Zeek, who worked in the construction business before he entered racing, was once described by a friend as a "charming minor league hustler." He trained cheap horses, and loved to cash bets on them more than winning the races.
Once a man bought a horse through Zeek because the trainer told him he was ready to run. Months later, the horse still hadn't started and the owner had paid $3,000 in training bills. He said that if Zeek had really given the horse all the vitamins that were on his bill, "I would have owned the healthiest horse in America."
During the summer of 1970, Zeek cashed valid personal checks at Liberty Bell totaling $180,000. Reportedly, Zeek was being paid $350 a week as a runner for big gamblers.
When the Penn National track opened in 1972, Zeek was there with a string of horses and almost daily he began cashing checks for as much as $10,000. When Zeek's checks failed to clear the bank and he was confronted by racing officials, he reached into his pocket, pulled out a thick wad of bills and made restitution on the spot.
By 1973, Zeek was cashing checks for as much as $40,000 a day. During a 2-week period in December of that year, he cashed 29 checks, ranging from $13,000-$15,000. Liberty Bell and Laurel were also cashing checks for him.
Korte says that Zeek was making $250,000 a year as a trainer when they were winning all those races at Penn National.
"He was always late paying his taxes, and the government would always accept that," Korte said. "But then when they found out that he hadn't even filed in several years, they were really after him. That's why he said he had to leave the country."
Korte was living with Zeek in a house near Penn National when Pallato moved in. Pallato owned an interest in a horse Zeek trained, and Korte says that Zeek told him Pallato was trying to run away from his wife.
"Then some of Gallo's boys started coming around the track," Korte said. "They were carrying pieces (guns). I knew that there was something more involved here than a wife."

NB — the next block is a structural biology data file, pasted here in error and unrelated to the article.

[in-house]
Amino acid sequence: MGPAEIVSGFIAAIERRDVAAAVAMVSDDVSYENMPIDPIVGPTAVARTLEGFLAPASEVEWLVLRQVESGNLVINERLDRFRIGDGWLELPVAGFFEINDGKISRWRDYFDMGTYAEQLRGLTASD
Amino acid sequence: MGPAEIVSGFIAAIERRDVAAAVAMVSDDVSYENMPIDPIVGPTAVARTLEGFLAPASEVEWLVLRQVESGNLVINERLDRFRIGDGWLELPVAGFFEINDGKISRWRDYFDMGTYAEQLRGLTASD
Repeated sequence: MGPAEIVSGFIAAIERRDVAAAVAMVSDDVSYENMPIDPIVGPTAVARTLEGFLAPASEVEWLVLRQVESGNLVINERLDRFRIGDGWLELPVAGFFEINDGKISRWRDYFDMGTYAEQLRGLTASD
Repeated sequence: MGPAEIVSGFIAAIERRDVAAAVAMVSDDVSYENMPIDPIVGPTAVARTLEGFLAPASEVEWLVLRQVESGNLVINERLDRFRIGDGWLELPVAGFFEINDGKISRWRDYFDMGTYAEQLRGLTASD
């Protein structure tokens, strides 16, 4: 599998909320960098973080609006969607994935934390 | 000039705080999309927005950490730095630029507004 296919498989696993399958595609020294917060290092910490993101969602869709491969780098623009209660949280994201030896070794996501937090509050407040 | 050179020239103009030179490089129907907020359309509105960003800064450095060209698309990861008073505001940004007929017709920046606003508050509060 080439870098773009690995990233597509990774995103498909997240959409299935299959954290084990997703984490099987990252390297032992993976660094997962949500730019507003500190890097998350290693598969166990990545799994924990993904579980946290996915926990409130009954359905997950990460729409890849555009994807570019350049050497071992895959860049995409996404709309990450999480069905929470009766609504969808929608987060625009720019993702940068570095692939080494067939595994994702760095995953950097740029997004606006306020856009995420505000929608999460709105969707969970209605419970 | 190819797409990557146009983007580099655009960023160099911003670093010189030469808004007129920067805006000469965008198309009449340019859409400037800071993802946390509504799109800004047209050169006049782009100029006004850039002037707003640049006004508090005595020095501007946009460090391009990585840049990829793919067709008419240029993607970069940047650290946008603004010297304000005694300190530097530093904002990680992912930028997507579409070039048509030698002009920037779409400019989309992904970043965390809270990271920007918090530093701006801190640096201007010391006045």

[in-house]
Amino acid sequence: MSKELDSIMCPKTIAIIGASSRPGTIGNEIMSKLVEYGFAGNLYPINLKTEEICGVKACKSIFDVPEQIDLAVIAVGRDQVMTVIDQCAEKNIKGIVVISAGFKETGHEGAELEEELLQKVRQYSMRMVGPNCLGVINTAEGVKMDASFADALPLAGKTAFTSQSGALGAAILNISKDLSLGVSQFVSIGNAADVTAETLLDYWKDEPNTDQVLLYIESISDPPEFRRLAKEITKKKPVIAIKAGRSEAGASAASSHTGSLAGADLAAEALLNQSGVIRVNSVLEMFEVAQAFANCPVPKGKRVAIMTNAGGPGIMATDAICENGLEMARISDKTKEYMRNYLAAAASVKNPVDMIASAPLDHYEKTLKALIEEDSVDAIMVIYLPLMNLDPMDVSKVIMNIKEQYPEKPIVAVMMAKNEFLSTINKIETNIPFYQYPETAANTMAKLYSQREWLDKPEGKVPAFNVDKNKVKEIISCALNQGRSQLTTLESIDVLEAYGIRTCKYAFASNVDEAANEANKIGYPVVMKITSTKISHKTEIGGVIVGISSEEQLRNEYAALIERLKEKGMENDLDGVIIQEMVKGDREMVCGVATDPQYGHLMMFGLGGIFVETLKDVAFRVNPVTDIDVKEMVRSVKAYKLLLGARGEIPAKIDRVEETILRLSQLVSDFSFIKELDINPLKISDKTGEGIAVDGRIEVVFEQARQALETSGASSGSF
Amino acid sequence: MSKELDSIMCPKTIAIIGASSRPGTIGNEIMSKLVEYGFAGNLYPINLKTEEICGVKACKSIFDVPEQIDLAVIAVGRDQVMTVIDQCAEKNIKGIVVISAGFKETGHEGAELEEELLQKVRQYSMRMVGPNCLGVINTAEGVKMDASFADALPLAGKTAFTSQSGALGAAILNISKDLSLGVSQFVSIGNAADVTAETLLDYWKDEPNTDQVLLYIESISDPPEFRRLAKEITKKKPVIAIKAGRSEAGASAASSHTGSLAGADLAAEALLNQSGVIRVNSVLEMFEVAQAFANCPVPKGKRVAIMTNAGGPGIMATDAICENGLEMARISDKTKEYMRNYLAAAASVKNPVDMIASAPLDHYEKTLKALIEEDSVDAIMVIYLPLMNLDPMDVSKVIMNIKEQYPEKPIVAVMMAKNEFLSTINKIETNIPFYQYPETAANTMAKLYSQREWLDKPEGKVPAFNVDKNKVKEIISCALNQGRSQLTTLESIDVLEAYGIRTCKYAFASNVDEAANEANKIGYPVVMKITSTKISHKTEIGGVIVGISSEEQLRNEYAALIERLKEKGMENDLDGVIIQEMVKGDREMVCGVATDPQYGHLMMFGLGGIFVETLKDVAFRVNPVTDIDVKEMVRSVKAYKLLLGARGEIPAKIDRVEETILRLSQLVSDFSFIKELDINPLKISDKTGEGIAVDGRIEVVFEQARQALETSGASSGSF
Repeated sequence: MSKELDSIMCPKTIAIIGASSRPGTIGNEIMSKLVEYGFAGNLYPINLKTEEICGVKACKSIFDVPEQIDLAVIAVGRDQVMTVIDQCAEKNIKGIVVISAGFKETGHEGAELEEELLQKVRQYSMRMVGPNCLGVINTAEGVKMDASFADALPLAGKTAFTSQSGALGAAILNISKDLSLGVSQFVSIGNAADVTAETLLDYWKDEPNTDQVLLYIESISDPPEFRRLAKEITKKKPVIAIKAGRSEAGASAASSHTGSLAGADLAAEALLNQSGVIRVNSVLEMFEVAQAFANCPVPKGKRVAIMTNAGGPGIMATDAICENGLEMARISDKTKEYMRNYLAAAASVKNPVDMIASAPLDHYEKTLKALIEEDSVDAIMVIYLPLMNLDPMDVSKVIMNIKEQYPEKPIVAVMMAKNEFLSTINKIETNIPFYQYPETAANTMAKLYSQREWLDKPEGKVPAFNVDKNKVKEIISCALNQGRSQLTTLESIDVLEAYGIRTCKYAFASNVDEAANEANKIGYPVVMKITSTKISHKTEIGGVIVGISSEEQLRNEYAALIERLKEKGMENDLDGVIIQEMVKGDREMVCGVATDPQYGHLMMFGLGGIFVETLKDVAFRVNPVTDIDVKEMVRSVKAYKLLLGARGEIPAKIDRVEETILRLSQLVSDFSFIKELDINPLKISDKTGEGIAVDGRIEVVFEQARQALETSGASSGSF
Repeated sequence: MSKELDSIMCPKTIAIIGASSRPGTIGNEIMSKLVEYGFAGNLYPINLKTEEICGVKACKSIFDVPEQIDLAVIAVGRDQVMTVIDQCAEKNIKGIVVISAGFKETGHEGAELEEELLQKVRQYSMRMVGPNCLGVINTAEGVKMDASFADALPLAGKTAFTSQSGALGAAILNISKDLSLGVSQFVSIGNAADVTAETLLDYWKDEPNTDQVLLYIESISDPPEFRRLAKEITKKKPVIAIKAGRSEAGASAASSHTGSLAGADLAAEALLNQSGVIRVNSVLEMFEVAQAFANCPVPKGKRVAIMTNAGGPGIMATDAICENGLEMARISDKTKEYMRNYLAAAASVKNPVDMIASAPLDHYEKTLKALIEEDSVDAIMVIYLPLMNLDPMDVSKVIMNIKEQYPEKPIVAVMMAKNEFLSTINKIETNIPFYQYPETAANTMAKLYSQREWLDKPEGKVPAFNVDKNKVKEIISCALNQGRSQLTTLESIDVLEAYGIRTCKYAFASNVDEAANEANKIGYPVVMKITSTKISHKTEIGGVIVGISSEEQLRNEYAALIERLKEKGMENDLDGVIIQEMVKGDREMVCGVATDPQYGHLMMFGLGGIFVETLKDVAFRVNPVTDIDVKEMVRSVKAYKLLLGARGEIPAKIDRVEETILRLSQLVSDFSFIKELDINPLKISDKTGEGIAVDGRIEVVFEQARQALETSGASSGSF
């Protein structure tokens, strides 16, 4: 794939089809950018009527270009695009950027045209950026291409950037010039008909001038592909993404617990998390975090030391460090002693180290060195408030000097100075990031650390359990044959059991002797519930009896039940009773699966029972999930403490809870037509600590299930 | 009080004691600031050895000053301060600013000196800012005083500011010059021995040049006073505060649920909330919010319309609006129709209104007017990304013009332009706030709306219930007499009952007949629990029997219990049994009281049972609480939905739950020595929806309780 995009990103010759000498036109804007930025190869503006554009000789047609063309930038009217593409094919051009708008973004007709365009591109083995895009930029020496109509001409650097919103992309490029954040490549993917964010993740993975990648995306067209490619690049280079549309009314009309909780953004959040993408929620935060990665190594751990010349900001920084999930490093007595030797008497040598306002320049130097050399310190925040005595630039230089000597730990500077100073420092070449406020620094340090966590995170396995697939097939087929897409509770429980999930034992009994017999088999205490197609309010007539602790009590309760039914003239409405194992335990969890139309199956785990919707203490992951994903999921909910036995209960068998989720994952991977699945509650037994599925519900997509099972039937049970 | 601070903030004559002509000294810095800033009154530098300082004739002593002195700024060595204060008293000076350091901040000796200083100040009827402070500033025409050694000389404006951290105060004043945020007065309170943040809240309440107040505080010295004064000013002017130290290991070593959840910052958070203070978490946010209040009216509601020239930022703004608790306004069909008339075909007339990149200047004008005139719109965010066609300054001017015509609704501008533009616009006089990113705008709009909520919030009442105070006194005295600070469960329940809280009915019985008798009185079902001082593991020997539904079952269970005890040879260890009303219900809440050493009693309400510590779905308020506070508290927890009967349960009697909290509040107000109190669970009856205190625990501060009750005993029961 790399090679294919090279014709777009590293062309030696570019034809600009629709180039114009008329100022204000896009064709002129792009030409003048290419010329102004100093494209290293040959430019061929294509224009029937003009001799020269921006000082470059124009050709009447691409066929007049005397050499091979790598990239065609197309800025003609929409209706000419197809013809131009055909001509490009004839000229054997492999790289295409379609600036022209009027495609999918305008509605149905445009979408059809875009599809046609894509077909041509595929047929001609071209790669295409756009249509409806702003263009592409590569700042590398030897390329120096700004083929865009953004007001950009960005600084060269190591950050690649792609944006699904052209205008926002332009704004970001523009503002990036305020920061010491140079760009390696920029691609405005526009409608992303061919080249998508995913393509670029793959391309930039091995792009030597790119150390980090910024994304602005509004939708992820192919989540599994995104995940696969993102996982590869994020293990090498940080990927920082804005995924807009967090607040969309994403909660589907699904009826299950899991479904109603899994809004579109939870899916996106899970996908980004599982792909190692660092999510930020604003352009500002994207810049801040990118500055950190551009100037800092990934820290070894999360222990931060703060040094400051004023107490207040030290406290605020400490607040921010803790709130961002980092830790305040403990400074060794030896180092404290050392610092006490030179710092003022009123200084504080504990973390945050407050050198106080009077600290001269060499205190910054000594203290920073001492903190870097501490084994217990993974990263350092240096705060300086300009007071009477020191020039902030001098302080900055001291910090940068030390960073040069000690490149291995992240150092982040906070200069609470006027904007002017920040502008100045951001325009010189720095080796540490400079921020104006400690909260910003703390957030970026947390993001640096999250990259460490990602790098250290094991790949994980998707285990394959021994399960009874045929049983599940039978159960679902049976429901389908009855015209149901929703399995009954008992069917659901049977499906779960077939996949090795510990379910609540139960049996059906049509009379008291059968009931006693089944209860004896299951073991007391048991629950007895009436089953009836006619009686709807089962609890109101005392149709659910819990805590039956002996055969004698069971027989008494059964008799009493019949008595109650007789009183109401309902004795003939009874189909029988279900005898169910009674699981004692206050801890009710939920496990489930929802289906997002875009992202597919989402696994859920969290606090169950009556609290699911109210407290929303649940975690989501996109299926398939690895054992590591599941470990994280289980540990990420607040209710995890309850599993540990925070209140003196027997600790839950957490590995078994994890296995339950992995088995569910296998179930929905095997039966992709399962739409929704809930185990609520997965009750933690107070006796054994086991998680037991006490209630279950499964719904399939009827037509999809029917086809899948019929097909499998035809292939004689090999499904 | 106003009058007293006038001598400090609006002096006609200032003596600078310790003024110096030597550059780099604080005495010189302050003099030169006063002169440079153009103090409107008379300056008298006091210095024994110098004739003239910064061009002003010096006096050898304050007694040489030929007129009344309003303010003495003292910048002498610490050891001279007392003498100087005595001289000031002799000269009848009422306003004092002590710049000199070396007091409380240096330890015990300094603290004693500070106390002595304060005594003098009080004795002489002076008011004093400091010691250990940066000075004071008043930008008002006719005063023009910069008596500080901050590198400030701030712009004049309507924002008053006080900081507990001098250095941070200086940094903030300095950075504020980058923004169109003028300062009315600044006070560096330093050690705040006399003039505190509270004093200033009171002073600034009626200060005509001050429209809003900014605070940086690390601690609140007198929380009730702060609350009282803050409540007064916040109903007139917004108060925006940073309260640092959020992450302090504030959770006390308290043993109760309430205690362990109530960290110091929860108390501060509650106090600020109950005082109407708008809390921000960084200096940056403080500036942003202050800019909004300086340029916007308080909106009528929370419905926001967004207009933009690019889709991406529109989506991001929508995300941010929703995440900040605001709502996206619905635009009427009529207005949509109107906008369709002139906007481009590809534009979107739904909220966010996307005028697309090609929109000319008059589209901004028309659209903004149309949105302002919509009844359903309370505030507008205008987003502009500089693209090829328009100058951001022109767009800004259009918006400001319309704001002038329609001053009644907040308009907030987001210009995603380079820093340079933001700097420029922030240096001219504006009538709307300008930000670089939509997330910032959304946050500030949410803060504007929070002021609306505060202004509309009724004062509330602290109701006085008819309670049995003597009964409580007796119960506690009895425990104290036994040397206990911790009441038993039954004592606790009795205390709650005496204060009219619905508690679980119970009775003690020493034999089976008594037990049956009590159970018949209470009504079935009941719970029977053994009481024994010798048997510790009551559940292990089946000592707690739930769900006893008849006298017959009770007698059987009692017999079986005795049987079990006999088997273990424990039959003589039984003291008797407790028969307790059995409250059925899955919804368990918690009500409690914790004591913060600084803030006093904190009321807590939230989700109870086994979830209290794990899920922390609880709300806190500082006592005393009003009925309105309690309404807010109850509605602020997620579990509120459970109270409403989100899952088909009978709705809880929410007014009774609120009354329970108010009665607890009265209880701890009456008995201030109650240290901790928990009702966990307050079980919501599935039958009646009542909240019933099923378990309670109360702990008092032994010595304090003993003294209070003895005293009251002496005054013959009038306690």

Korte said that after Zeek had thrown him out in Grenada, he worked as a fishing scuba diver. After the overthrow of Gairy's regime, Korte left and worked for several years as a deckhand and bosun's mate in the Virgin Islands, Europe and Spain.
"I was broke, I had to get back on my feet," Korte said.
In 1985, he returned to the United States and tried to get back into racing.
John Shumacher, the former president of Penn National, used to become almost apoplectic whenever he told the story.
"They were going to let this guy back in," Shumacher said. "The only thing over his head was that the stewards fined him $50 the night he left, for not honoring his mounts. When he mailed the $50 to the Jockeys' Guild in New York, they paid Pennsylvania, which said that that left him in good standing."
In New York, however, authorities denied Korte a license as an exercise rider because of his association with Zeek, who was described as an undesirable. But when the door opened in Pennsylvania, Florida and Maryland didn't attempt to close it.
Now, however, the door in Pennsylvania is closed again.
"I had a chance to ride a horse there for Bill (Donovan) not too long ago," Korte said. "The track told me not to come. They said that what happened happened there, and people are still mad. They said that there might be trouble, and the track didn't want to be responsible."
When Korte called Delaware Park to see if he could ride a horse there recently, he was also told to stay home.
"I don't understand it, but I'm going along with it," Korte said. "I don't want to make any waves. I've been led to believe that I'll be able to get licensed in New Jersey, when Bill Donovan moves his horses to Monmouth Park this summer."
Korte says he has not seen or talked to Zeek since they were ordered out of Grenada 10 years ago.
"The courts here told Zeek that he wasn't supposed to talk to me again," Korte said. "I wouldn't want to talk to him, anyway. I'm afraid if I saw him, I'd use a baseball bat on both of his legs.
"Because of him, I didn't see my daughter for 11 years. When I wrote to her from Grenada, her mother wouldn't let her see the letters. I had no reason to leave the (U.S.) when I did. I was one of the leading riders in Pennsylvania. I had been promised a steward's job there when I retired.
"How much money did he cost me? Now I have nothing, and I need mounts and money. Zeek did time in a prison that was like a country club, and I know he's still got most of the money. I can't afford any insurance, I have a car that's got 90,000 miles on it, I'm living in a motel and I'm making just enough to pay the bills."
Korte looks strong, though. He has taken care of himself. He rode two winners at Gulfstream Park and has had a couple at Pimlico, where he was the leading rider when he was only 24.
In years, his experience with Zeek is well behind him.
"But he's still costing me," Korte said. "It's because of him that I can't get licensed now in Pennsylvania and Delaware."